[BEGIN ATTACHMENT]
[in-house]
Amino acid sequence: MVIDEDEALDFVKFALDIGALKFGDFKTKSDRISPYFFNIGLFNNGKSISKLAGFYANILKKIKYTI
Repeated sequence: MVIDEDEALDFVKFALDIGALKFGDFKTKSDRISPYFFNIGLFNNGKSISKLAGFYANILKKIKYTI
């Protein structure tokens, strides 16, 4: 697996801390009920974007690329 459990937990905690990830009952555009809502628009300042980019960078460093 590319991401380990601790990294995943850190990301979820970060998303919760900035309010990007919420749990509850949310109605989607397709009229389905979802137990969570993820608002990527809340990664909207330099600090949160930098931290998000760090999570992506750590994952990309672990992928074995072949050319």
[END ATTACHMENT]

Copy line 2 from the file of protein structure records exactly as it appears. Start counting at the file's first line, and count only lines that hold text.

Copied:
Amino acid sequence: MVIDEDEALDFVKFALDIGALKFGDFKTKSDRISPYFFNIGLFNNGKSISKLAGFYANILKKIKYTI